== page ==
20. malakai1911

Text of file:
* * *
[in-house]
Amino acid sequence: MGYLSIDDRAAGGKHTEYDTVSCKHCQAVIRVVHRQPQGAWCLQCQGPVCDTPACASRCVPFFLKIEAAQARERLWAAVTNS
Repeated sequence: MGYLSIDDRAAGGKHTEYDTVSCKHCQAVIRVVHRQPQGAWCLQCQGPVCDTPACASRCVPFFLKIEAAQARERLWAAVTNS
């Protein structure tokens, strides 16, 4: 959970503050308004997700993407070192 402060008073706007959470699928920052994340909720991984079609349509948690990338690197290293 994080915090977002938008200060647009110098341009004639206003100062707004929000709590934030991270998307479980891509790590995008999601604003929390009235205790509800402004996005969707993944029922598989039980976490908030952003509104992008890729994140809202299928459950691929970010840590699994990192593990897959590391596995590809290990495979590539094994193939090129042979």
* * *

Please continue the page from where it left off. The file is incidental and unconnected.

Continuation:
Comprehensive Security Guide